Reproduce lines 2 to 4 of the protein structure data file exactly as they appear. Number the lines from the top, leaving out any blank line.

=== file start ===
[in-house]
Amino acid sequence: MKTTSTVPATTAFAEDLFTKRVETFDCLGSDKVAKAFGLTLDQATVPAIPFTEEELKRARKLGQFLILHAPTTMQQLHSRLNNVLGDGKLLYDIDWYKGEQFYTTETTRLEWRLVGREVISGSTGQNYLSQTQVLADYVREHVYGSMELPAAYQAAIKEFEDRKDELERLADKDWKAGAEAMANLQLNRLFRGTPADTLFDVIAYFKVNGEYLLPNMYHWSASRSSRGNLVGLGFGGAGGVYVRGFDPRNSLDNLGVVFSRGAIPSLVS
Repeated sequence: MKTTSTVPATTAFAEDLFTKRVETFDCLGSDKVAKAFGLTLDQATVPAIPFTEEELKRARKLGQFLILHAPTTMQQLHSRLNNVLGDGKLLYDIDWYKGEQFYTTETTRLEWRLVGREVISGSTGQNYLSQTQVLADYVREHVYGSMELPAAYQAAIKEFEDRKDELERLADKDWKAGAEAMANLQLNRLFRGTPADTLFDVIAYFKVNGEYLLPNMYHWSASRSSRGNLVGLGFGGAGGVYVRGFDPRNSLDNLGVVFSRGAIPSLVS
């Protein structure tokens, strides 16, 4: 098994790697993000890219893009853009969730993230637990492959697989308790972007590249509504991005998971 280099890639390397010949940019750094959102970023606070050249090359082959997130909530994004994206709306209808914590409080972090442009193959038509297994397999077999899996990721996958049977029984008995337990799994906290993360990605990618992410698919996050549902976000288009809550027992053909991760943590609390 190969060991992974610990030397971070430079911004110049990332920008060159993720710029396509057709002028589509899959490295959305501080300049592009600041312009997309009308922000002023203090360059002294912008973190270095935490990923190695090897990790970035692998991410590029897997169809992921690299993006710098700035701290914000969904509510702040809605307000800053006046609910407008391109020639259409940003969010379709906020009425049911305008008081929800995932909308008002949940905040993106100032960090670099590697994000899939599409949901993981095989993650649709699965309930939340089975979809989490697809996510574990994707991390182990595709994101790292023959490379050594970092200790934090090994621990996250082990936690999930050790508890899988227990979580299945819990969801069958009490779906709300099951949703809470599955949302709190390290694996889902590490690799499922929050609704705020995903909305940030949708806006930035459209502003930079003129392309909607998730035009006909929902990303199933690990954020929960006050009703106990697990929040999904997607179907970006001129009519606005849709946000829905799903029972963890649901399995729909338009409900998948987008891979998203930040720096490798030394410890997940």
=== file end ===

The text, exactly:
Amino acid sequence: MKTTSTVPATTAFAEDLFTKRVETFDCLGSDKVAKAFGLTLDQATVPAIPFTEEELKRARKLGQFLILHAPTTMQQLHSRLNNVLGDGKLLYDIDWYKGEQFYTTETTRLEWRLVGREVISGSTGQNYLSQTQVLADYVREHVYGSMELPAAYQAAIKEFEDRKDELERLADKDWKAGAEAMANLQLNRLFRGTPADTLFDVIAYFKVNGEYLLPNMYHWSASRSSRGNLVGLGFGGAGGVYVRGFDPRNSLDNLGVVFSRGAIPSLVS
Repeated sequence: MKTTSTVPATTAFAEDLFTKRVETFDCLGSDKVAKAFGLTLDQATVPAIPFTEEELKRARKLGQFLILHAPTTMQQLHSRLNNVLGDGKLLYDIDWYKGEQFYTTETTRLEWRLVGREVISGSTGQNYLSQTQVLADYVREHVYGSMELPAAYQAAIKEFEDRKDELERLADKDWKAGAEAMANLQLNRLFRGTPADTLFDVIAYFKVNGEYLLPNMYHWSASRSSRGNLVGLGFGGAGGVYVRGFDPRNSLDNLGVVFSRGAIPSLVS
């Protein structure tokens, strides 16, 4: 098994790697993000890219893009853009969730993230637990492959697989308790972007590249509504991005998971 280099890639390397010949940019750094959102970023606070050249090359082959997130909530994004994206709306209808914590409080972090442009193959038509297994397999077999899996990721996958049977029984008995337990799994906290993360990605990618992410698919996050549902976000288009809550027992053909991760943590609390 190969060991992974610990030397971070430079911004110049990332920008060159993720710029396509057709002028589509899959490295959305501080300049592009600041312009997309009308922000002023203090360059002294912008973190270095935490990923190695090897990790970035692998991410590029897997169809992921690299993006710098700035701290914000969904509510702040809605307000800053006046609910407008391109020639259409940003969010379709906020009425049911305008008081929800995932909308008002949940905040993106100032960090670099590697994000899939599409949901993981095989993650649709699965309930939340089975979809989490697809996510574990994707991390182990595709994101790292023959490379050594970092200790934090090994621990996250082990936690999930050790508890899988227990979580299945819990969801069958009490779906709300099951949703809470599955949302709190390290694996889902590490690799499922929050609704705020995903909305940030949708806006930035459209502003930079003129392309909607998730035009006909929902990303199933690990954020929960006050009703106990697990929040999904997607179907970006001129009519606005849709946000829905799903029972963890649901399995729909338009409900998948987008891979998203930040720096490798030394410890997940």